In 2000, MPEA hired Atlanta-based Thompson, Ventulett, Stainback & Associates, also architect for the south hall, to draw up concepts for what would become a design-build project. MPEA selected “bridging” design-build after “eating” overages on prior expansions. A request for proposals was issued in 2002.
On April 15, 2003, Mc4West upstaged a venture led by Chicago-based Walsh Group. The team is split into Mc4West Constructors LLC, Take II LLC for design and Mc4West Managers LLC. On the construction side are Clark and Scottsdale, Ariz.-based Hunt Construction. Take II consists of A. Epstein and Sons International Inc., with Mesirow Stein Development Services, Chicago, for community outreach and permitting.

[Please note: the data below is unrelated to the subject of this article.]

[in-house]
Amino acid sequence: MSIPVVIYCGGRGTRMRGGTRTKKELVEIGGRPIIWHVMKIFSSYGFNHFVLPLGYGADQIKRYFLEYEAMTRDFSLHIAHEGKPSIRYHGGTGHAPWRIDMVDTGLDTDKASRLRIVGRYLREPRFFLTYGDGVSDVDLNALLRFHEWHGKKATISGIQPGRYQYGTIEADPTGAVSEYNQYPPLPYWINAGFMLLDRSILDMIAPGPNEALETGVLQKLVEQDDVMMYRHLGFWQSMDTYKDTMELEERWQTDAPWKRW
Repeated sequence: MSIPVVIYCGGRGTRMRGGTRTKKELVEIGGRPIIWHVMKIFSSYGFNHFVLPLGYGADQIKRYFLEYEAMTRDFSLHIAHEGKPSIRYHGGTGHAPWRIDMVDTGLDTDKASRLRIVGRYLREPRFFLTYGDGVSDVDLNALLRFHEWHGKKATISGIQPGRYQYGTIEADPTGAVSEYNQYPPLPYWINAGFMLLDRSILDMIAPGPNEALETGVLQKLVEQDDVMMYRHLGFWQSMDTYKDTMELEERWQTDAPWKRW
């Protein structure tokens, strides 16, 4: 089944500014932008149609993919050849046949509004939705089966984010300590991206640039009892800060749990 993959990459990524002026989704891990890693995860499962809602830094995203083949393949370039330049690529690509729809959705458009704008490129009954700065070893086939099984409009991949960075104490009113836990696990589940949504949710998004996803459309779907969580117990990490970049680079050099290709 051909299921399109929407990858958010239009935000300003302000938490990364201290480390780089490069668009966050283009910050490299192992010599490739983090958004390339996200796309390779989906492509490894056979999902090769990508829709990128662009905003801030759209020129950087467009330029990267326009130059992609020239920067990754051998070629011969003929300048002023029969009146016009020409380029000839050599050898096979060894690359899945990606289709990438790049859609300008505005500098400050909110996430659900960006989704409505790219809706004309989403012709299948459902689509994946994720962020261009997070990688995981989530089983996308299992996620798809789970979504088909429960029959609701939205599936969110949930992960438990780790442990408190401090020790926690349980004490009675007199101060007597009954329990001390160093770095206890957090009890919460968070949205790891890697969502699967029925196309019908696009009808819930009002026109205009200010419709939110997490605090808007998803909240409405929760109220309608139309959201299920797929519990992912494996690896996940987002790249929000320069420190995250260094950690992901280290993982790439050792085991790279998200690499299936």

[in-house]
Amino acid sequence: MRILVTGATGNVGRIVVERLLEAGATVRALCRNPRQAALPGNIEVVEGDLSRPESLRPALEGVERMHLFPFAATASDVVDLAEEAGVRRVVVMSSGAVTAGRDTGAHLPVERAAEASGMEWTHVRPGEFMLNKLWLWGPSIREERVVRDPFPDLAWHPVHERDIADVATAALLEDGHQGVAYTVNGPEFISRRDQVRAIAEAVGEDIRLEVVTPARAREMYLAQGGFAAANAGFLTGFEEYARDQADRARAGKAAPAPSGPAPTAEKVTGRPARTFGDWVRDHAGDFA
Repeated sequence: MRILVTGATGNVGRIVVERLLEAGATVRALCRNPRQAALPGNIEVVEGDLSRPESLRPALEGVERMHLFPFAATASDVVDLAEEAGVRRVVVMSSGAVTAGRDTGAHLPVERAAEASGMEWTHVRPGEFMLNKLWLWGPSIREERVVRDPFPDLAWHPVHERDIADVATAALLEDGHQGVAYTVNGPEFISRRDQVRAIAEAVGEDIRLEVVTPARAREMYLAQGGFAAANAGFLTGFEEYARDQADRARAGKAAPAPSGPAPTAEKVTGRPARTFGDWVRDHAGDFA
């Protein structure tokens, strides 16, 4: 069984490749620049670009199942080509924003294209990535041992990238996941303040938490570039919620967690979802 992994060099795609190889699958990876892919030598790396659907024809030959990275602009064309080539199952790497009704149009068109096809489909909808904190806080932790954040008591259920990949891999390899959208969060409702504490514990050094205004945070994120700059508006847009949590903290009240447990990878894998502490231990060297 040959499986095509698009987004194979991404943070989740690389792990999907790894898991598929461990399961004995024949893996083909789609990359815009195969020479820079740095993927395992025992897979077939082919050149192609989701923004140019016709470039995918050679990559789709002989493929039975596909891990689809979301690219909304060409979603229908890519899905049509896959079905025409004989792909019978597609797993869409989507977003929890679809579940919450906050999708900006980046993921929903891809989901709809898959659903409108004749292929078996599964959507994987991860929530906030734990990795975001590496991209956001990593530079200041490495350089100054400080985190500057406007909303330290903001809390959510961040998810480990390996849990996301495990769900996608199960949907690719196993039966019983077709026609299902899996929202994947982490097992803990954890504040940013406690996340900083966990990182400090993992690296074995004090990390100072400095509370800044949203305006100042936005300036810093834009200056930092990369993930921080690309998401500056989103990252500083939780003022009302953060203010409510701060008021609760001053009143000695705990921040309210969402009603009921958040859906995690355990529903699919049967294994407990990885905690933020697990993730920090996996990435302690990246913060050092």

In early 2004, federal prosecutors, working under a state corruption probe called Operation Safe Road that led to the conviction of former Ill. Gov. George Ryan earlier this year, unraveled a convention center bid-rigging scheme. The plot had allowed Pasadena, Calif.-based Jacobs Facilities Inc. to win a construction-management-for-fee contract. One of MPEA’s former CEOs, his executive assistant, two former Jacobs employees and a lobbying firm were indicted and pleaded guilty.
The Jacobs employees last year were sentenced each to five year’s probation, a $4,000 fine and 200 hours of community service. The lobbying firm was sentenced in 2004 to two years probation, a $350,000 fine and ordered to repay $67,000 of profits. The former CEO and assistant await sentencing.
|In Tandem. Scaffolds, falsework, lifts work together. (Photo courtesy of Danny’s Construction Co. Inc.)|
After the charges surfaced, MPEA terminated Jacobs and hired Tishman Realty & Construction Co., New York City. The change took six months but MPEA claims the scandal had little impact because construction had not yet started.